Dinosaur Island: Rawr ‘n Write is a game that has been on my radar for some time. I don’t 100% remember why I didn’t back the original Kickstarter campaign. It was in September 2020, and shipping costs have been a major thing since. It might have been timing with Alpal. Whatever the reason, the Rawr ‘n Write tagline still makes me smile.
So for my last Advent order, Dinosaur Island (I am not going to keep calling it Rawr ‘n Write) was an easy addition. It has been sitting near the top of the pile on my table, and last week I decided to jump into it. Unlike Roll Player, the setup of Dinosaur Island is incredibly quick. I can see myself playing this solo on the table much more because of this fact alone.
So what is Dinosaur Island? It’s off-license Jurassic Park, the Roll and Write game. You collect resources and build a park to take people through. The more exotic dinosaurs you have, the more excitement is generated bring in more customers. To help manage things, you can hire specialists and build normal park amenities.
Before I jump into everything I liked about Dinosaur Island, I am going to get a couple of gripes out of the way early. First, you play with a set of custom amber dice. These dice are gorgeous, and the Jurassic Park amber nod is appreciated.
But the dice have some small pips and many colours look very similar on the dice. Be prepared for players to need to ask what is on the dice, or pick them up for a closer look to make sure. It won’t be an issue for everyone, but I found myself examing dice for threat quite a bit.
The only other very small gripe is the final scoring area on the pad skips an area for solo objective scoring. Now I understand that most people will be playing Dinosaur Island multiplayer. This means you either have an extra area not used most of the time, or have a missing area for a game variant.
For a game where players rely so much on the printed order to play correctly, this caught me out. Now that it has, I will remember for next time. But so much attention to detail has been given to Dinosaur Island that this stood out as a glaring omission. It’s like an amazing landscape photo with a smudge in one corner. It doesn’t matter how good the rest of the photo is, the imperfection stands out in stark contrast.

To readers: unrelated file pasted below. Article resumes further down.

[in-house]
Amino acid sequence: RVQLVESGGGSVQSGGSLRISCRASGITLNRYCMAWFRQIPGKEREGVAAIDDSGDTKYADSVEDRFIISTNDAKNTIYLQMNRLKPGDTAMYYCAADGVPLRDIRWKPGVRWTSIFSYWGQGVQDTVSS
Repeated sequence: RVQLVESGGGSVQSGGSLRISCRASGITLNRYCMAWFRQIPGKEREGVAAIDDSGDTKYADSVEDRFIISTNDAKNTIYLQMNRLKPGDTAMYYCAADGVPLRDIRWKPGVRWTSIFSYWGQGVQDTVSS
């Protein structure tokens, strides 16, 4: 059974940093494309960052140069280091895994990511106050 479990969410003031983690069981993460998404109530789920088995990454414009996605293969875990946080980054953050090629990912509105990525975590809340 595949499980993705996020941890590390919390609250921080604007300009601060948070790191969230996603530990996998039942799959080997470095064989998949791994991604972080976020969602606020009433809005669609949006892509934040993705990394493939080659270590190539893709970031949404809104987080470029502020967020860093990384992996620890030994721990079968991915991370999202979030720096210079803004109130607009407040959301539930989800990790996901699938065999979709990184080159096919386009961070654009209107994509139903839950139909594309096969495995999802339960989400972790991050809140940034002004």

After all that, Dinosaur Island is the Roll and Write for players that enjoy a bit of weight to their gameplay. Dinosaur Island has simple-to-understand rules, but there are a lot and they interact a lot. To teach it in less than 15 minutes, I think I would need to play the first phase talking through the process.
One common Roll and Write weakness is the puzzle they represent. Once you have ‘cracked the code’, you earn some massive points then put them to one side.
Dinosaur Island has a large number of random buildings and specialists to help combat this. Yes, there are standard staff and buildings available each game, and solid basis to build off. But if you play with the random setup every time, there isn’t one real way to score big. You even have more dice than you need for most games, and each dice is different. You can’t count on a 10% chance of rolling coins – it’s incredibly random.
I will talk more about Dinosaur Island in the near future. I have only had one game, and it was a lot heavier than I anticipated. Playing early morning while tired wasn’t the best decision.
But here is the best thing – I want to play it again. I can see where Dinosaur Island: Rawr ‘n Write can be a great bridge to heavier games. It also has appeal to players that would normally overlook the Roll and Write genre. I wouldn’t recommend Dinosaur Island as a first game – it’s probably a little overwhelming for that.
But have a player that is looking to broaden their horizons or a more casual game for a heavier player? Dinosaur Island will scratch a lot of itches!